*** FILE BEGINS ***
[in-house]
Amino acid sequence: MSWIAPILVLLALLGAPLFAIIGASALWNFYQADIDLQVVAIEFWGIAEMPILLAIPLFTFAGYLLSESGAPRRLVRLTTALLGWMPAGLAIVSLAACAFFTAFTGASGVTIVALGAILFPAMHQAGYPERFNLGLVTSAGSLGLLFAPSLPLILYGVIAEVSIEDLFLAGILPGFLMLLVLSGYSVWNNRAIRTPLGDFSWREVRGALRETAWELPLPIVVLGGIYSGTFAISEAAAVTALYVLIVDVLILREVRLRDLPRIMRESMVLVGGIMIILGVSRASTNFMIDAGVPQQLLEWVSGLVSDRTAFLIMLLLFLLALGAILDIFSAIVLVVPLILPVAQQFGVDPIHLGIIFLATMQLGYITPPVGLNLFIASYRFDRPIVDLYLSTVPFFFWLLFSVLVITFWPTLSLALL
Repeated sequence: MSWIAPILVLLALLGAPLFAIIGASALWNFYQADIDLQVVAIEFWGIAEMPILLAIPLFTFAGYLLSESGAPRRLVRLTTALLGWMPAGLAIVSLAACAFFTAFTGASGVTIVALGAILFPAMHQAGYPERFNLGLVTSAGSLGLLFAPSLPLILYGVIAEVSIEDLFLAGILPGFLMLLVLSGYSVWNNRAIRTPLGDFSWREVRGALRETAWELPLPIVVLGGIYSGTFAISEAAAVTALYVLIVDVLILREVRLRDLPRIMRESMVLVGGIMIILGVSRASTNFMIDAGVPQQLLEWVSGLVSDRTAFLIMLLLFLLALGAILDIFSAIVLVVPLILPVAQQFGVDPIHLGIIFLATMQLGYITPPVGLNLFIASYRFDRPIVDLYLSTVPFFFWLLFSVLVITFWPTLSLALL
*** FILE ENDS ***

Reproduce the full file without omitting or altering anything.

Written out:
[in-house]
Amino acid sequence: MSWIAPILVLLALLGAPLFAIIGASALWNFYQADIDLQVVAIEFWGIAEMPILLAIPLFTFAGYLLSESGAPRRLVRLTTALLGWMPAGLAIVSLAACAFFTAFTGASGVTIVALGAILFPAMHQAGYPERFNLGLVTSAGSLGLLFAPSLPLILYGVIAEVSIEDLFLAGILPGFLMLLVLSGYSVWNNRAIRTPLGDFSWREVRGALRETAWELPLPIVVLGGIYSGTFAISEAAAVTALYVLIVDVLILREVRLRDLPRIMRESMVLVGGIMIILGVSRASTNFMIDAGVPQQLLEWVSGLVSDRTAFLIMLLLFLLALGAILDIFSAIVLVVPLILPVAQQFGVDPIHLGIIFLATMQLGYITPPVGLNLFIASYRFDRPIVDLYLSTVPFFFWLLFSVLVITFWPTLSLALL
Repeated sequence: MSWIAPILVLLALLGAPLFAIIGASALWNFYQADIDLQVVAIEFWGIAEMPILLAIPLFTFAGYLLSESGAPRRLVRLTTALLGWMPAGLAIVSLAACAFFTAFTGASGVTIVALGAILFPAMHQAGYPERFNLGLVTSAGSLGLLFAPSLPLILYGVIAEVSIEDLFLAGILPGFLMLLVLSGYSVWNNRAIRTPLGDFSWREVRGALRETAWELPLPIVVLGGIYSGTFAISEAAAVTALYVLIVDVLILREVRLRDLPRIMRESMVLVGGIMIILGVSRASTNFMIDAGVPQQLLEWVSGLVSDRTAFLIMLLLFLLALGAILDIFSAIVLVVPLILPVAQQFGVDPIHLGIIFLATMQLGYITPPVGLNLFIASYRFDRPIVDLYLSTVPFFFWLLFSVLVITFWPTLSLALL